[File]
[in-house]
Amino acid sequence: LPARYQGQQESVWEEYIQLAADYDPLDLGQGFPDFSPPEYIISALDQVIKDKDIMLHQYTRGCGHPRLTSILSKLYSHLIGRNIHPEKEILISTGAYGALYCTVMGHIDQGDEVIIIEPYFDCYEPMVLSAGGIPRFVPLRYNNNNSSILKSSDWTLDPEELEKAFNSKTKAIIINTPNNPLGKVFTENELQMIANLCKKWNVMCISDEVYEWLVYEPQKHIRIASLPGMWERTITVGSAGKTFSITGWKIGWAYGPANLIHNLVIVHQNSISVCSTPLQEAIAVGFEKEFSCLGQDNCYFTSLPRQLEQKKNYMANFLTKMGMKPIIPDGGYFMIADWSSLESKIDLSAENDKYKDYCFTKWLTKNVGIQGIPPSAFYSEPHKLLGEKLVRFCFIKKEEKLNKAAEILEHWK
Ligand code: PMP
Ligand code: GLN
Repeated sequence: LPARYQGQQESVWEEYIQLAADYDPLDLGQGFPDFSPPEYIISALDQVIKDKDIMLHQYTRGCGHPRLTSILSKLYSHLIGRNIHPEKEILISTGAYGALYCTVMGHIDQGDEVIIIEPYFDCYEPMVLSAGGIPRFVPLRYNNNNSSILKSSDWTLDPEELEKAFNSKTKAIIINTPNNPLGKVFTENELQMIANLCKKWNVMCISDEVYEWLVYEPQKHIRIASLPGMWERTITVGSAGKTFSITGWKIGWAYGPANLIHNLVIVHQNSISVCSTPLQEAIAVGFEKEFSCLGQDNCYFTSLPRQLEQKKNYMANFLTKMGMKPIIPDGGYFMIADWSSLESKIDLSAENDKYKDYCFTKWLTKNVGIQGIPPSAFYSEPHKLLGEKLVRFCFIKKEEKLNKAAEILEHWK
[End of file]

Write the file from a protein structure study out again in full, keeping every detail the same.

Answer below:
[in-house]
Amino acid sequence: LPARYQGQQESVWEEYIQLAADYDPLDLGQGFPDFSPPEYIISALDQVIKDKDIMLHQYTRGCGHPRLTSILSKLYSHLIGRNIHPEKEILISTGAYGALYCTVMGHIDQGDEVIIIEPYFDCYEPMVLSAGGIPRFVPLRYNNNNSSILKSSDWTLDPEELEKAFNSKTKAIIINTPNNPLGKVFTENELQMIANLCKKWNVMCISDEVYEWLVYEPQKHIRIASLPGMWERTITVGSAGKTFSITGWKIGWAYGPANLIHNLVIVHQNSISVCSTPLQEAIAVGFEKEFSCLGQDNCYFTSLPRQLEQKKNYMANFLTKMGMKPIIPDGGYFMIADWSSLESKIDLSAENDKYKDYCFTKWLTKNVGIQGIPPSAFYSEPHKLLGEKLVRFCFIKKEEKLNKAAEILEHWK
Ligand code: PMP
Ligand code: GLN
Repeated sequence: LPARYQGQQESVWEEYIQLAADYDPLDLGQGFPDFSPPEYIISALDQVIKDKDIMLHQYTRGCGHPRLTSILSKLYSHLIGRNIHPEKEILISTGAYGALYCTVMGHIDQGDEVIIIEPYFDCYEPMVLSAGGIPRFVPLRYNNNNSSILKSSDWTLDPEELEKAFNSKTKAIIINTPNNPLGKVFTENELQMIANLCKKWNVMCISDEVYEWLVYEPQKHIRIASLPGMWERTITVGSAGKTFSITGWKIGWAYGPANLIHNLVIVHQNSISVCSTPLQEAIAVGFEKEFSCLGQDNCYFTSLPRQLEQKKNYMANFLTKMGMKPIIPDGGYFMIADWSSLESKIDLSAENDKYKDYCFTKWLTKNVGIQGIPPSAFYSEPHKLLGEKLVRFCFIKKEEKLNKAAEILEHWK